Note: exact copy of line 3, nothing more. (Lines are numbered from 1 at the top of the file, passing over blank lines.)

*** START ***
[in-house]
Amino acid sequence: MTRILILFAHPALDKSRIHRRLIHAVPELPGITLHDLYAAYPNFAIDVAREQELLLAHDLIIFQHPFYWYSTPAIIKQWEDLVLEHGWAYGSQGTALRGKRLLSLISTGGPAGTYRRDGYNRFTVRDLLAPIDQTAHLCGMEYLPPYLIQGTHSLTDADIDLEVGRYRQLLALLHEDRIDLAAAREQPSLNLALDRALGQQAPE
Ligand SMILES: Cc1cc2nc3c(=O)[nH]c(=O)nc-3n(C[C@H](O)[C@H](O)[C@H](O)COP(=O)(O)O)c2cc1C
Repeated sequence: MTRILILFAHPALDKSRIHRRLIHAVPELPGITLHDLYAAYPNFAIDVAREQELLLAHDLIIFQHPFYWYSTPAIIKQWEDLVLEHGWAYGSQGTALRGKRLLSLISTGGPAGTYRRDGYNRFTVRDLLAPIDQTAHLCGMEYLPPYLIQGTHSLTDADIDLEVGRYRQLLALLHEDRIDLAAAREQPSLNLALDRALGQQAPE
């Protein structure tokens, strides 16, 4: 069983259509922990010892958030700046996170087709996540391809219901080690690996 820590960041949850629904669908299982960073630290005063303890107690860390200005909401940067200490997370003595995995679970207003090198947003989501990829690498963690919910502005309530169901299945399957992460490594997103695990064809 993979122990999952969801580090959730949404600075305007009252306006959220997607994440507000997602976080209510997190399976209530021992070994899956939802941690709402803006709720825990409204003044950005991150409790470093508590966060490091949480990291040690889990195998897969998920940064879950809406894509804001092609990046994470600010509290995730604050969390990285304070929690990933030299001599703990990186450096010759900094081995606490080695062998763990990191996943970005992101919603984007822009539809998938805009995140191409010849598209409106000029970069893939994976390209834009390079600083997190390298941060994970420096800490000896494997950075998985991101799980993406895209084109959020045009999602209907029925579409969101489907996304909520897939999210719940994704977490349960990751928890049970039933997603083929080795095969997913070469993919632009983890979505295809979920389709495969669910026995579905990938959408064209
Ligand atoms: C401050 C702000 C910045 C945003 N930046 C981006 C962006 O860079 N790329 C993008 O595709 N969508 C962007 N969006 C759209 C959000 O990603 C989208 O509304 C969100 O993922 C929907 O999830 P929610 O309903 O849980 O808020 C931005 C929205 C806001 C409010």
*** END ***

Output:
Ligand SMILES: Cc1cc2nc3c(=O)[nH]c(=O)nc-3n(C[C@H](O)[C@H](O)[C@H](O)COP(=O)(O)O)c2cc1C